[This was posted at 6:35pm, on 9/7. The post date has been set to 9/11 to keep this memorial at the top of the site, so that for the next week it will be the first thing visitors see.]
It's hard to believe that we're coming up on the five year anniversary of 9/11. It seems like only yesterday that those evil Islamic terrorists hijacked four aircraft and turned them into weapons.
Since I am taking part in the " 2,996 Project," I have been assigned, and am honored, to remember Jon A. Perconti Jr.
Jon was 32 years old when he was murdered while working in one of the towers of the World Trade Center. He was from Brick, NJ. Here's a tribute to Jon I found on Legacy.com:
Jon A. Perconti Jr.'s prize possession was a green oval-shaped backyard grill that he called the "Egg". As a boy, he spent hours watching his grandmother in her kitchen. As a man, Mr. Perconti, a 32-year-old trader at Cantor Fitzgerald, had become a great cook.
"He was just a natural," said Tammy Perconti, his wife, who is expecting the couple's child next month. "When we ate out he would taste something and say 'I can make this.' And he would come back home and make it even better."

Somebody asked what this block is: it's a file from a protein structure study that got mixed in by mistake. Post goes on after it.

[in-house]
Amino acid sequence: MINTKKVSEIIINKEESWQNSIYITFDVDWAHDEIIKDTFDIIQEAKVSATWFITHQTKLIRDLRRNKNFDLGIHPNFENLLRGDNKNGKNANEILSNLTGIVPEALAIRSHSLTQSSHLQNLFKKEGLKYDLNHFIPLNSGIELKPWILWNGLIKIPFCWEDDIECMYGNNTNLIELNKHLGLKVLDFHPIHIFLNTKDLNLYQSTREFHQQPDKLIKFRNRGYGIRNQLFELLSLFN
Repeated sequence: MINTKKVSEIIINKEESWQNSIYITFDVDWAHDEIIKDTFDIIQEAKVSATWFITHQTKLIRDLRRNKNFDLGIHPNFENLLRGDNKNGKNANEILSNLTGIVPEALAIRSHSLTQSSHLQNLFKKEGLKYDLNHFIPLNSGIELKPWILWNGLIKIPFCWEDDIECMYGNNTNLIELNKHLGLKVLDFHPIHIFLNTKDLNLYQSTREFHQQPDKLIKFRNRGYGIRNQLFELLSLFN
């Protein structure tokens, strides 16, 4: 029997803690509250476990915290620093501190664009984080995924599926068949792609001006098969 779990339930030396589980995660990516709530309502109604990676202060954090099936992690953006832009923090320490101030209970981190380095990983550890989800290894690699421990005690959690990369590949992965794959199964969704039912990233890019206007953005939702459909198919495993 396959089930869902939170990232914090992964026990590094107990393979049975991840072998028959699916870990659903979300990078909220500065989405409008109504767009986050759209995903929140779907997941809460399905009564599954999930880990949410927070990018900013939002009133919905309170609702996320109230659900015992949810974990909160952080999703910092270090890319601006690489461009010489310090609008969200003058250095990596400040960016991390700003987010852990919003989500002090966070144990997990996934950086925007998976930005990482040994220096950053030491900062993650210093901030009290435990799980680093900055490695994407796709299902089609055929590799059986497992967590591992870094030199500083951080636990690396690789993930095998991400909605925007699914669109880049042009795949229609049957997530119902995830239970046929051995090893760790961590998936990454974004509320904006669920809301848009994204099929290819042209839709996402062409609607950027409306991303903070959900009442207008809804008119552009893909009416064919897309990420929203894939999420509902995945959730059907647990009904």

Mr. Perconti's cooking became high art on the Egg. At Christmastime, he cooked prime rib on it. In the summer, he used it to smoke the perfect ribs.
"I am getting hungry just thinking about it." Mrs. Perconti said.
Outside Giants Stadium, people would stop and gape, lured by the sweet smoky smell of Mr. Perconti's ribs cooking on a mini Egg. "Most people do hot dogs at the game," said Alfred Savastano, a lifelong friend. "He was doing roast pork, deep-fried turkey, London broil, ribs, steaks, anything. It was crazy and it was good."
Jon and all of those killed on 9/11 will be in my prayers this upcoming week, and I hope that you too can all make time to remember and pray for those fallen Americans.
CNN apparently will be replaying they're 9/11 coverage in its entirety on their web page, so be sure to surf over there for that.
One way I like to remember 9/11 is by reading some articles from prominent conservative pundits that came out in the aftermath of those attacks.
Of course, the best of all of these is Ann Coulter's, who on September 14th, 2001, controversially wrote: